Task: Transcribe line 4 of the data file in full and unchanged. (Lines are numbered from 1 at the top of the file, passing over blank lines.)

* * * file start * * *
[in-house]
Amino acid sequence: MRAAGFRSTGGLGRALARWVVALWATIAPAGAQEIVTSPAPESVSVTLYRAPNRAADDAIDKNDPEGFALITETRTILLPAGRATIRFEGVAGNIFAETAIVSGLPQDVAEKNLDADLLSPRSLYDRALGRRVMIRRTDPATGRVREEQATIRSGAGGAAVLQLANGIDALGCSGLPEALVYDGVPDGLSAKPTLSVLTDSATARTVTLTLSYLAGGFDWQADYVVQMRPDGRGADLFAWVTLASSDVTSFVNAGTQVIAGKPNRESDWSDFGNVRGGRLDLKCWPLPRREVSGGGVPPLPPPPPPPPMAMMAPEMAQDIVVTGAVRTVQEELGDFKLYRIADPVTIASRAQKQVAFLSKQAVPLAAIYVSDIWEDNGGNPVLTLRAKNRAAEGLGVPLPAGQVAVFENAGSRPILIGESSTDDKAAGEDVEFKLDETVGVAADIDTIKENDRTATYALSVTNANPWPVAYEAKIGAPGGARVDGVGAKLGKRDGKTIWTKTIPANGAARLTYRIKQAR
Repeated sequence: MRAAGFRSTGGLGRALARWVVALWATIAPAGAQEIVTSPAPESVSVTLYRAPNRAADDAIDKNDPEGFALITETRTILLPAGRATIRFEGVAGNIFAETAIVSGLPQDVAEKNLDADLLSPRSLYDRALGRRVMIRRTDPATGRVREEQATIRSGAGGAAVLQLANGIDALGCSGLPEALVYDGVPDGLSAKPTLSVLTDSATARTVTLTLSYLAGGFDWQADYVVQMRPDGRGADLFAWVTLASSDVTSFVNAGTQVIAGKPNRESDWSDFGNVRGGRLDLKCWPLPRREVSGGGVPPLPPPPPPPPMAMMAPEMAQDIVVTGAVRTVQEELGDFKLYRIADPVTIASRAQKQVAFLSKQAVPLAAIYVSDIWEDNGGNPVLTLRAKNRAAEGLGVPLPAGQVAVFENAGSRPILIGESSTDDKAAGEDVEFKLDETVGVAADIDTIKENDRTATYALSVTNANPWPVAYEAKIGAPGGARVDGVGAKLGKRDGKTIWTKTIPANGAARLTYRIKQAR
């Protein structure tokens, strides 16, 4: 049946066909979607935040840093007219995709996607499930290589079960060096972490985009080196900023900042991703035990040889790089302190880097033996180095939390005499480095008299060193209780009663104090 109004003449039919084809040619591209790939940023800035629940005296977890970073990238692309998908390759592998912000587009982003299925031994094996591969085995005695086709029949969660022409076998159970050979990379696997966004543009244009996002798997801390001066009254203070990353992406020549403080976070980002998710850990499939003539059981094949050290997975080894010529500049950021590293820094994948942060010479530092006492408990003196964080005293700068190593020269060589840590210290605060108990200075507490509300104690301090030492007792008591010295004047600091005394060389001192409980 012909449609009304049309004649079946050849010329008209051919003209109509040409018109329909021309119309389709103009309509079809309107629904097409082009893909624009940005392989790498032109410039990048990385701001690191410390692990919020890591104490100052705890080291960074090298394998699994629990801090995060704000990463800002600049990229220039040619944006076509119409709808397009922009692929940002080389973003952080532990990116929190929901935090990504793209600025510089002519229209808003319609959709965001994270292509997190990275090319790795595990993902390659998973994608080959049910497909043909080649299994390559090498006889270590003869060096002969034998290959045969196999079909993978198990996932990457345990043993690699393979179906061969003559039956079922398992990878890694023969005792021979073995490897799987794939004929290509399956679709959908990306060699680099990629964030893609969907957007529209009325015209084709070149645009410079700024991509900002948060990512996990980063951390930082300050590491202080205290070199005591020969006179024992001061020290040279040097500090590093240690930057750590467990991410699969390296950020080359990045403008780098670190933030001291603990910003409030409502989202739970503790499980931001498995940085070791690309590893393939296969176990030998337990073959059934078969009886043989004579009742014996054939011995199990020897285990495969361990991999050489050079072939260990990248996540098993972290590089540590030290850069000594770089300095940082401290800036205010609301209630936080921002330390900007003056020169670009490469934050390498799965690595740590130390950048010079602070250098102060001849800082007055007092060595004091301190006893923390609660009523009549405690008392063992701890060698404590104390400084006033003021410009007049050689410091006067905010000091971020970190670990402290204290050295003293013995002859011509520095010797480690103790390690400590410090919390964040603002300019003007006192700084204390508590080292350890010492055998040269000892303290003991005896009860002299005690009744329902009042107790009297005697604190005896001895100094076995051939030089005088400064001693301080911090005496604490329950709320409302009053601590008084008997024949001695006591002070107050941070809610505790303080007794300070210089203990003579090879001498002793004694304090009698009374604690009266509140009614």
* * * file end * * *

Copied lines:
């Protein structure tokens, strides 16, 4: 049946066909979607935040840093007219995709996607499930290589079960060096972490985009080196900023900042991703035990040889790089302190880097033996180095939390005499480095008299060193209780009663104090 109004003449039919084809040619591209790939940023800035629940005296977890970073990238692309998908390759592998912000587009982003299925031994094996591969085995005695086709029949969660022409076998159970050979990379696997966004543009244009996002798997801390001066009254203070990353992406020549403080976070980002998710850990499939003539059981094949050290997975080894010529500049950021590293820094994948942060010479530092006492408990003196964080005293700068190593020269060589840590210290605060108990200075507490509300104690301090030492007792008591010295004047600091005394060389001192409980 012909449609009304049309004649079946050849010329008209051919003209109509040409018109329909021309119309389709103009309509079809309107629904097409082009893909624009940005392989790498032109410039990048990385701001690191410390692990919020890591104490100052705890080291960074090298394998699994629990801090995060704000990463800002600049990229220039040619944006076509119409709808397009922009692929940002080389973003952080532990990116929190929901935090990504793209600025510089002519229209808003319609959709965001994270292509997190990275090319790795595990993902390659998973994608080959049910497909043909080649299994390559090498006889270590003869060096002969034998290959045969196999079909993978198990996932990457345990043993690699393979179906061969003559039956079922398992990878890694023969005792021979073995490897799987794939004929290509399956679709959908990306060699680099990629964030893609969907957007529209009325015209084709070149645009410079700024991509900002948060990512996990980063951390930082300050590491202080205290070199005591020969006179024992001061020290040279040097500090590093240690930057750590467990991410699969390296950020080359990045403008780098670190933030001291603990910003409030409502989202739970503790499980931001498995940085070791690309590893393939296969176990030998337990073959059934078969009886043989004579009742014996054939011995199990020897285990495969361990991999050489050079072939260990990248996540098993972290590089540590030290850069000594770089300095940082401290800036205010609301209630936080921002330390900007003056020169670009490469934050390498799965690595740590130390950048010079602070250098102060001849800082007055007092060595004091301190006893923390609660009523009549405690008392063992701890060698404590104390400084006033003021410009007049050689410091006067905010000091971020970190670990402290204290050295003293013995002859011509520095010797480690103790390690400590410090919390964040603002300019003007006192700084204390508590080292350890010492055998040269000892303290003991005896009860002299005690009744329902009042107790009297005697604190005896001895100094076995051939030089005088400064001693301080911090005496604490329950709320409302009053601590008084008997024949001695006591002070107050941070809610505790303080007794300070210089203990003579090879001498002793004694304090009698009374604690009266509140009614």